• Multi-level hierarchy
  • Long short term memory (LSTM)
  • Faster hardware
  • ReLU
  • Batch normalization

Residual neural networks (ResNets)

This is one of the most effective techniques that you can use to overcome the vanishing gradient problem. Before ResNets, a deeper network would have a higher degree of training error than a shallow network.

A backpropagation algorithm each weight of the neural network in a manner that causes it to take a step in the direction along which the loss decreases. This direction is the gradient of the weight (concerning the loss).

You can use the chain rule to find this gradient for each weight. You can find it by multiplying the local gradient by the gradient flowing from ahead.

As the gradient flows backward to the  initial layers, this value goes on getting multiplied by each local gradient. This causes the gradient to keep shrinking, causing the updates to the initial layers to be rather minor, thus increasing the training time substantially. This problem could be solved if the local gradient managed to become 1.

This can be achieved by using the identity function as its derivative would always be 1. So, the gradient would not decrease in value because the local gradient is 1.

The ResNet architecture does not allow the vanishing gradient problem to occur. It has skip connections that function as gradient superhighways which allow the gradient to flow unhindered. It makes it possible for gradients to propagate to deep layers before they can are attenuated to small or zero values.


Here, we replace the typical sigmoidal activation functions used for node output with with a new function: f(x) = max(0, x). This activation only saturates in one direction and thus it is more resilient to the problem of vanishing of gradients.

ReLU is widely used because it maps x to max(0,x) and does not squash the inputs to a small range though it squashes all the negative inputs to zero.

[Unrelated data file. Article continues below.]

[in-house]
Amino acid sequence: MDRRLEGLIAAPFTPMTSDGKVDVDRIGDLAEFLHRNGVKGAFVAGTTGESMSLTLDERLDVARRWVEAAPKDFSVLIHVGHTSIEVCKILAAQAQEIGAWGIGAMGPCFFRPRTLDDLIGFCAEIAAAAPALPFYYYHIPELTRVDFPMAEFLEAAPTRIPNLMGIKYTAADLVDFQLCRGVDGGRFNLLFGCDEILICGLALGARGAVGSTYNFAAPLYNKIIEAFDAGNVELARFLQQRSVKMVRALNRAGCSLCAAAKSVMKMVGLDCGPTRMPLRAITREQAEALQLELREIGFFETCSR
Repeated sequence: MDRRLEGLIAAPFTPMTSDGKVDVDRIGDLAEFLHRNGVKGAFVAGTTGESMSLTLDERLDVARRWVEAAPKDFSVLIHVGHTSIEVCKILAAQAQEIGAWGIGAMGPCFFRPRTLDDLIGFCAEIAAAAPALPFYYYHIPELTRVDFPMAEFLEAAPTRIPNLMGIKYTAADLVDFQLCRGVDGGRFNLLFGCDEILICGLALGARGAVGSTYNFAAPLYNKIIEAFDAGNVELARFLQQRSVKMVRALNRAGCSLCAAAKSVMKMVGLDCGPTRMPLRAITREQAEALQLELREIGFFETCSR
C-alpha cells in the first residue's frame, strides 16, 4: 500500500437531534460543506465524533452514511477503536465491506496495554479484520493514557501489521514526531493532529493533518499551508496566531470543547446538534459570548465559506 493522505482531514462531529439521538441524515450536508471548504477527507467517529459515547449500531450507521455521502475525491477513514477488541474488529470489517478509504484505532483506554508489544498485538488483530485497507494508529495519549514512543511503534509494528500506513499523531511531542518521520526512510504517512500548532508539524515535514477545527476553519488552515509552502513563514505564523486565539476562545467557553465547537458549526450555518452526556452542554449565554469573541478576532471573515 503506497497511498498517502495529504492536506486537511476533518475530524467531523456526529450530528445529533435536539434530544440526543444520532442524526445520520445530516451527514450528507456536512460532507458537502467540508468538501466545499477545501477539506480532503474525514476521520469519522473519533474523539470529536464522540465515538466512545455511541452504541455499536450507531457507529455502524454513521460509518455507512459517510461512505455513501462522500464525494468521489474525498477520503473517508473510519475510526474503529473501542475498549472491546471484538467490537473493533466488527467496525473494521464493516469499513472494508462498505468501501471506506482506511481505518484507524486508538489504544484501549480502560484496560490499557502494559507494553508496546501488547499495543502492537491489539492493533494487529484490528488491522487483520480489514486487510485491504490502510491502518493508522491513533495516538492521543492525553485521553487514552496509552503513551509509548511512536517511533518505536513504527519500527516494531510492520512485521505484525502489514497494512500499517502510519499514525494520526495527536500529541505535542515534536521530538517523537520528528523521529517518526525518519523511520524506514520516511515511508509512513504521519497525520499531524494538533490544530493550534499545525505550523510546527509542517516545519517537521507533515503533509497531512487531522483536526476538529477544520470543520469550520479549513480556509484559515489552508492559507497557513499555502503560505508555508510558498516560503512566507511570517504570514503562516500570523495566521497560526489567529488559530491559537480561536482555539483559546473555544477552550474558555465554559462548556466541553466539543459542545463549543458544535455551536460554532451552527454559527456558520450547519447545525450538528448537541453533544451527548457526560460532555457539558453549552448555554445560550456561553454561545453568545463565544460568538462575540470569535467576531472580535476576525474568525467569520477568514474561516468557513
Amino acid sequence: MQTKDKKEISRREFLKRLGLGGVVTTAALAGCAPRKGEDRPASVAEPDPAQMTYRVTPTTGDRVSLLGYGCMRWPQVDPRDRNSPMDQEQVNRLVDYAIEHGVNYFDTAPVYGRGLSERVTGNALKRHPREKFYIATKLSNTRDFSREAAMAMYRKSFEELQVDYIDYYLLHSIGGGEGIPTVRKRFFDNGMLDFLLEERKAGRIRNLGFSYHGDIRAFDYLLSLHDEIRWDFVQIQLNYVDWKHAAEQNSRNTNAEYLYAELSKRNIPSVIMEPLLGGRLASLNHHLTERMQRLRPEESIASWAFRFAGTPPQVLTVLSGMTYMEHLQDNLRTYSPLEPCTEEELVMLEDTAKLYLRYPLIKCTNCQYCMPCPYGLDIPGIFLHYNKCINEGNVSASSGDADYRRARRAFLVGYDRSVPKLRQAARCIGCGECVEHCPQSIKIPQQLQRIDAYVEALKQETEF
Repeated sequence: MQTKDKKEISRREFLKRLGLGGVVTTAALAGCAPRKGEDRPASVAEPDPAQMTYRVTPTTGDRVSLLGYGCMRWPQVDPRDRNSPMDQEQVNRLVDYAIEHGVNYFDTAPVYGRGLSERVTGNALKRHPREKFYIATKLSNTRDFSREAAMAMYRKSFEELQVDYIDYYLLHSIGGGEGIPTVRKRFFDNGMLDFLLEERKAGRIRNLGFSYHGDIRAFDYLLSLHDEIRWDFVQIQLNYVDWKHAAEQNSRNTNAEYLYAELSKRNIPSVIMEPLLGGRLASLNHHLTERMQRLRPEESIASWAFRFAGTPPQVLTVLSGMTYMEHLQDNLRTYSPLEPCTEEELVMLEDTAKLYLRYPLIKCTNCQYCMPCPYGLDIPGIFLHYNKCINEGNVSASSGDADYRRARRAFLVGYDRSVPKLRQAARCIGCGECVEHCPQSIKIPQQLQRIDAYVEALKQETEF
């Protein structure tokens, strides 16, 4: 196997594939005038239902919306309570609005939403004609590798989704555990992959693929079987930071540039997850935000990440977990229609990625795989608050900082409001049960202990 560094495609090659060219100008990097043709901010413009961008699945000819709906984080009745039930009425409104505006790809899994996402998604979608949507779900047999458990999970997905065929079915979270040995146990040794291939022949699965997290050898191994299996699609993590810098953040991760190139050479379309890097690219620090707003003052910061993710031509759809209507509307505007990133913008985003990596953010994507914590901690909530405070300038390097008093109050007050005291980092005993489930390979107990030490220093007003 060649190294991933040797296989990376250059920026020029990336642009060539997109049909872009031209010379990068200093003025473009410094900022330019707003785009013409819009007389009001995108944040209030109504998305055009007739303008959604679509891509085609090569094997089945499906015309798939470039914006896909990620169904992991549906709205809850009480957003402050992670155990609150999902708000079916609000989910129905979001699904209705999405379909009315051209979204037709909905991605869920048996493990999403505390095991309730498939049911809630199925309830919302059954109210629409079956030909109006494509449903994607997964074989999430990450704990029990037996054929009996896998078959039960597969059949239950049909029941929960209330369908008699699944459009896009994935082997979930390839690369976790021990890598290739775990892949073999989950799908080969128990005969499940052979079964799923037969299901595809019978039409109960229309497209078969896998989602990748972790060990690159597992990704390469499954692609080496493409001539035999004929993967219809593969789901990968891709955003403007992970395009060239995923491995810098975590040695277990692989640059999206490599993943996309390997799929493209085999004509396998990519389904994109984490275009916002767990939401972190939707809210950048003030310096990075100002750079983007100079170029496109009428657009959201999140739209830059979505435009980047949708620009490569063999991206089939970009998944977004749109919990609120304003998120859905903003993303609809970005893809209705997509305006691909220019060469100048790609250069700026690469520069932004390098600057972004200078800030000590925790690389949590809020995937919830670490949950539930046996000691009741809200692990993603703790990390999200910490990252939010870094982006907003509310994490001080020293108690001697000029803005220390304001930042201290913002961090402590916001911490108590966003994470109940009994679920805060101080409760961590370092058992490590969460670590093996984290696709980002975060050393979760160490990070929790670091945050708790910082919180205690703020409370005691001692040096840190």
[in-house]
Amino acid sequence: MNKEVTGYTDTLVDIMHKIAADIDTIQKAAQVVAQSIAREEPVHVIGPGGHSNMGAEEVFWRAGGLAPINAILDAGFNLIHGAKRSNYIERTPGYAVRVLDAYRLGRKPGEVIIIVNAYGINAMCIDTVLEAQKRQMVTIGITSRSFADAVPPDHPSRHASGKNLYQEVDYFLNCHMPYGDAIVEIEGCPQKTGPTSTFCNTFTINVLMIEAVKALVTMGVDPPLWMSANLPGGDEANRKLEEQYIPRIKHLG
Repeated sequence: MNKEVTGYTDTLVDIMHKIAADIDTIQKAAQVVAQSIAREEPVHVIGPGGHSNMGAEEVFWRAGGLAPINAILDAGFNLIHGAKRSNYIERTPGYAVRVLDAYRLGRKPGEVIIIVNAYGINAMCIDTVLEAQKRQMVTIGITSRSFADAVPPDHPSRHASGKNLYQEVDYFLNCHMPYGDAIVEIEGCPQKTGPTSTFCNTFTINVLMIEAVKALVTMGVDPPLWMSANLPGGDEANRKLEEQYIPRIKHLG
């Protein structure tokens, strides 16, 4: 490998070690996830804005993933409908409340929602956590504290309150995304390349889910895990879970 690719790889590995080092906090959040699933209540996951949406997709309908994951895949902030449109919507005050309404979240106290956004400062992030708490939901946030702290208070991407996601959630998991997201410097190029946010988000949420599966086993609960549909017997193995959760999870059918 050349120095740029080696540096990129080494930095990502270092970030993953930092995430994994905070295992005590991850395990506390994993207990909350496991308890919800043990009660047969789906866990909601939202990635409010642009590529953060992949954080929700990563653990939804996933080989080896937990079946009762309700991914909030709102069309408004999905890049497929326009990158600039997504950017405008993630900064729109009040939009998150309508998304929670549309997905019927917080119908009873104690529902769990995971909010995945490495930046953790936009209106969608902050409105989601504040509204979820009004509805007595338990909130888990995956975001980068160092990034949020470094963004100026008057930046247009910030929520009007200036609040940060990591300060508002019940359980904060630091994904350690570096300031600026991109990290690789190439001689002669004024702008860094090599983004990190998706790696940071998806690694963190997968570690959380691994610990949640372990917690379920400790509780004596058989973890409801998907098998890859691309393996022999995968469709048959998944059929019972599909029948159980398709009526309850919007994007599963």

However, ReLU is not the best option for the intermediate layers of the network in certain cases. There is the problem of dying ReLUs in which some neurons just end up dying out. This means that they end up throwing 0 as outputs with the advancement in training.

Some alternative functions of the ReLU that overcome the vanishing gradient problem when used as activation for the intermediate layers of the network include LReLU, PReLU, ELU, SELU.

Multi-level hierarchy 

Multi-level hierarchy involves pre-training a single layer at a time and then performing backpropagation for fine-tuning.

Long Short Term Memory

Long Short Term Memory (LSTM) was created specifically for the purpose of preventing the vanishing gradient problem. It manages to do that with the Constant Error Carousel (CEC). However, even in an LSTM, the gradients do tend to vanish; they just vanish at a far slower pace than they do in regular recurring neural networks.

Batch normalization

The internal covariate shift problem is somewhat involved in the exploding gradient problem. Batch normalization can solve this problem. It involves normalizing the activations of each layer, making it possible for every layer to learn on a more stable distribution of inputs, thereby accelerating the training of the network.